Update 1. Caring for Children Whilst Awaiting a Suitability Letter
In the section ‘Caring for children’ it states:
‘We will send you a suitability letter once we have finished our checks. If you will be caring for children as part of your role, you cannot be included in the ratios, or work unsupervised, until you have this letter. This applies to:

  • childminder assistants (including assistants in childcare on domestic premises)
  • the nominated individual, directors, partners, and committee members.’

This could have a significant impact on your provision when employing new assistants/staff. New employees or people with governance cannot be left unsupervised or count in ratio until they have their letter of suitability.

If a member of staff starts at your childcare on domestic premises provision and already has a letter of suitability from a childminding provision, they must check with Ofsted regarding their suitability. Ofsted may allow this person to care for children as they are already known to them.

Update 2. Checks Carried Out on Household Members and Visitors
In the section ‘Household members’ it states:
‘We need to check you even if you only live there for some of the time. For example, if:

  • you’re studying at university but come back during the holidays
  • you stay in the childminder’s home regularly (such as if you split your time between two households)

This applies even if you live elsewhere most of the time or are not there during childcare hours’.

In the section ‘Visitors’ it states:
‘The childminder is responsible for you while you are in the home and must ensure there is no unsupervised contact with the children.

We do not normally need to check you if:

  • you are a frequent visitor (for example, you are a relative or friend who comes round for lunch once a week)
  • you stay overnight with a childminder occasionally (for example, a friend sleeping over)
  • you’re doing building work or repairs in the childminder’s home
  • you’re working in the home outside childcare hours, so there are no children there (for example, cleaning in the evenings or at weekends).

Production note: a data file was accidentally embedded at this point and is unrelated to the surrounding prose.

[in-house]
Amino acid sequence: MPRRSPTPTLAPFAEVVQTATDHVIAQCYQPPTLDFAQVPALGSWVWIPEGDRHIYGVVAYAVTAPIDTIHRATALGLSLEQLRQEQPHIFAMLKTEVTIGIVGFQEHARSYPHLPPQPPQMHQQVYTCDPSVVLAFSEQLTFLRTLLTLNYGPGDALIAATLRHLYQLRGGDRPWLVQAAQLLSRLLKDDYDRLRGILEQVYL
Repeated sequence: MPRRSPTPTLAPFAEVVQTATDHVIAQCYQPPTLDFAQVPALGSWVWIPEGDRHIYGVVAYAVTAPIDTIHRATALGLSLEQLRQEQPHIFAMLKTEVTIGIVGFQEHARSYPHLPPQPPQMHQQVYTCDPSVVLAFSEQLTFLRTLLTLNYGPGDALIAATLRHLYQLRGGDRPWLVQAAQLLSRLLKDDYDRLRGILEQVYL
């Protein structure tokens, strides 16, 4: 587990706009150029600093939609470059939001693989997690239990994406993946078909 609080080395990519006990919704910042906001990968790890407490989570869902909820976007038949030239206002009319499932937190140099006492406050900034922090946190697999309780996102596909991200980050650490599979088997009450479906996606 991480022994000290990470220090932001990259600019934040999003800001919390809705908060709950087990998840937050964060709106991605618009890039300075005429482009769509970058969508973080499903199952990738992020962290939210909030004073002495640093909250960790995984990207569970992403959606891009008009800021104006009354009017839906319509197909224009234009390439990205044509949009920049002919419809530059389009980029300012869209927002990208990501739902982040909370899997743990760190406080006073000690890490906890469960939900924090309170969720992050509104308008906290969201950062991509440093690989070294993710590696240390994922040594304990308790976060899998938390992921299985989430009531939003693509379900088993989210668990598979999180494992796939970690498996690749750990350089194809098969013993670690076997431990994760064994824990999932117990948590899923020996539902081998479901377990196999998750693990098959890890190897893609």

This guidance also applies to those living or working with someone who is registered with Ofsted to provide childcare on domestic premises’.

This information provides clear guidance on whether a DBS is required for household members and visitors.

Further information can be found by following this link.

Early Years Practitioner Wellbeing Support
The Department for Education has published an Early Years Practitioner Wellbeing Support resource on the Help for Early Years Providers platform.

The resources bring together:

  • information on the benefits of investing in staff wellbeing in early years settings
  • case studies from four early years settings who have shared their insights on best practice to support staff wellbeing
  • a list of external resources for early years practitioners and managers.

Information Commissioner’s Office (ICO) – Five Data Protection Top Tips for Early Years Settings
It’s vital that early years settings have robust data protection practices in place to keep children’s information safe.

Following World Children's Day on 20 November, we’ve created five practical data protection top tips for nurseries, preschools, childminders and other early years settings.

If you need to refresh your data protection practices or you’re just at the start of your data protection journey, we’re here to help you get that right.

Our five tips cover the topics we’re most commonly asked about by the early years sector, including:

  • what ‘personal data’ is
  • how to deal with a request for personal information
  • what to do with your CCTV footage
  • sharing information when needed, and
  • keeping information secure.

By following our advice, you’ll not only be keeping the children in your care and their families safe, but you’ll also be keeping your business safe too.

Head over to the advice for small organisations section of our website to read the tips.

Christmas Creativity, or Is It?
Throughout the year the craft area might sometimes perhaps be overlooked, and its true and significant value underrated. What does your setting’s art area/corner resemble now? Does it have a good selection of mark making equipment, chalks, pastels, pencils and watercolours? Does it have organised containers for accessories, such as pipe cleaners, Sellotape and glue? Is paper presented well that suggests you value what the children are going to do with it?

Research on the value of expressive art and design is extensive, but like anything, the enthusiasm and engagement of children in these areas can very much be influenced by the joy and enthusiasm shown by the adults who engage with them. Some practitioners may not feel confident with expressive arts and design, or maybe they tend to gravitate more towards the safe outcome focused crafts, for example, handprints to create that special card?